January 17, 2018 | Rome, Italy | °C

Rudge's time

By Christopher P. Winner
Published: 2012-10-09

There was absolutely no adulation. Of course he [Pound] was interested in meeting him [Mussolini]. You'd have to pretend to be some sort of philosopher who has no interest in the world, someone above everything, not to want to know more. But it was curiosity.

So he was later disillusioned.


Rudge in 1915.

He never had any illusions with Mussolini. I think he may have had some about the New Deal. He was interested in that and thought it might work. It was never that way over fascism. If Pound was a Fascist he would have had a party card [tessera]. He could have gone around flashing it and saying, "Look here." No one knows that Ezra Pound didn't know that fascism existed until very late. He was involved with Sanskrit and poems. He was living as a foreigner in a foreign country and wasn't paying the slightest attention to politics. He was interested in Cavalcanti and Vivaldi. I remember in 1925 in Rapallo, Mussolini was coming to meet [British Prime Minister Neville] Chamberlain. So I said, "Oh, Mussolini's arriving and everyone's going to see him. I'm going down." And Ezra wouldn't even go to the end of the stairs to see the procession.

But what about the radio broadcasts?

He did them of his own volition. He did the radio because he'd started doing it before the war. He had tried to get what he had off his chest at his own expense in 1939, when he went to the States. The result was that he was made fun of. He was so much out of things that maybe he was wrong to do the radio here. But it was his damned right as an American to shoot off his mouth if he wanted to. They called it "the regime's" radio, but wasn't British radio "the regime's" radio? All of it, the BBC included, it was all the same thing. Why don't they see that Pound wasn't weighing in. He wasn't trying to make a career [from broadcasting]. For heaven's sake, he never even owned a radio!

And the anti-Semitism charges?

They'll always pick on him, but I know he wasn't an anti-Semite. Not the way he's been painted. It's false and stupid. As a Catholic, Ezra was very much against the Hebrew religion. He was very Christian, New Testament. But that isn't anti-Semitism. People like [the late American poet] Alan Ginsberg had the damn cheek to whitewash Ezra by saying his anti-Semitism was just his "bourgeois upbringing." That misses the point. I know perfectly well that an ambitious young man of the period who was going for poetry would not have called himself Ezra Pound if he was an anti-Semite. He would have been E. Loomis Pound, in the American fashion, or Loomis Pound. But "A lume spento" [Pound's first poetry chapbook] is published as Ezra Pound, and he stuck to that. And he spoke on the radio as Ezra Pound.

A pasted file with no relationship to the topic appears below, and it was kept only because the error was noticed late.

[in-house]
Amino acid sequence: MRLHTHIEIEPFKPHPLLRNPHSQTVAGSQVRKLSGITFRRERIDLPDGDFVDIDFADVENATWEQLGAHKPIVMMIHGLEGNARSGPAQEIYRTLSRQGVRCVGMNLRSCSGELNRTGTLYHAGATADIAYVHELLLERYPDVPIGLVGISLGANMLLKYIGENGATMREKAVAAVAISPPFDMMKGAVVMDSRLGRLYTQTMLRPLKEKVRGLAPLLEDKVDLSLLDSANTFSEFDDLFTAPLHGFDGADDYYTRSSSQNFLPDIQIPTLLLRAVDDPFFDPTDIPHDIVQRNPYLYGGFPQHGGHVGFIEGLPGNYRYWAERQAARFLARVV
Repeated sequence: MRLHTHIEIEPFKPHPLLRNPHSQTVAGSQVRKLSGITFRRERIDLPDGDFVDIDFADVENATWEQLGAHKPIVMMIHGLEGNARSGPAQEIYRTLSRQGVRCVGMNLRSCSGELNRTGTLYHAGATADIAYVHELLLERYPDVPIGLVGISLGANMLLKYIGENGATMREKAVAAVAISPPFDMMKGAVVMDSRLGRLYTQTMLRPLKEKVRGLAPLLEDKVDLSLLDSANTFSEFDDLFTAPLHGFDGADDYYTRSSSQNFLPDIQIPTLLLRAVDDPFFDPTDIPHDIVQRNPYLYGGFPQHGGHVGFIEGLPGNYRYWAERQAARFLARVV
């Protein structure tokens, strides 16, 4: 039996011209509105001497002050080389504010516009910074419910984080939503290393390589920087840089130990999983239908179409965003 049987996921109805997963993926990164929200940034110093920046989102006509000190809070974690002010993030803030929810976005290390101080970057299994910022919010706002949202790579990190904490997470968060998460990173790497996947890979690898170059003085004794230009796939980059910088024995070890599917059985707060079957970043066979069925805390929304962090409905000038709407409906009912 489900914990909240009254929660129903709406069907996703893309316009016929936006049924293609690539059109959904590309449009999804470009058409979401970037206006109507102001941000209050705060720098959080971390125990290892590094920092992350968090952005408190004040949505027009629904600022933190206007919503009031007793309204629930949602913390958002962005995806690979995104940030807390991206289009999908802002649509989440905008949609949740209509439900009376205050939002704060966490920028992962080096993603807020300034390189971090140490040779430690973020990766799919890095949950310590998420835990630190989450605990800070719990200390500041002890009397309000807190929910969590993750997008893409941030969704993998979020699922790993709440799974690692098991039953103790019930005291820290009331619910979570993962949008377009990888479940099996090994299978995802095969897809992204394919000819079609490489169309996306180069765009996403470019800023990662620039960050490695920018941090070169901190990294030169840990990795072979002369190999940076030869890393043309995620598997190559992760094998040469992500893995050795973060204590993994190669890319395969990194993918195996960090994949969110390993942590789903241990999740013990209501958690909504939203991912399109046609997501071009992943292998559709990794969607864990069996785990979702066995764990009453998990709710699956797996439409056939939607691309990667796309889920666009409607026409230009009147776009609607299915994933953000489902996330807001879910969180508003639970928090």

Look, let me tell you something else. There was that ship in 1939 [the SS St. Louis] with German Jews trying to get out of Germany that no one would grant a harbor to, including the United States. Now, tell me this: Where were the headlines in the U.S. newspapers at that time? When they could have saved the lives of those damned, poor people.

Why such words as kike?

He stuck his neck out. But I'll also tell you that I came from a good family in Ohio and my reasonably-educated father wouldn't have hesitated to say kike, Yid, frog, hunky, for any person who wasn't... That was the slang. My mother was picked on because she sang in a Jewish synagogue. There was prejudice. [T.S.] Eliot was anti-Semitic in a way Pound was not, which made it awkward for [Eliot] when Pound was put away. Eliot may have been expressing the opinion of his intellectual class, the snobbery about "aliens," but that's what it was. [Editor's note: In "Burbank with a Baedeker; Bleistein with a Cigar," published in 1920, Eliot wrote: "The rats are underneath the piles./The jew is underneath the lot./Money in furs. The boatman smiles."]

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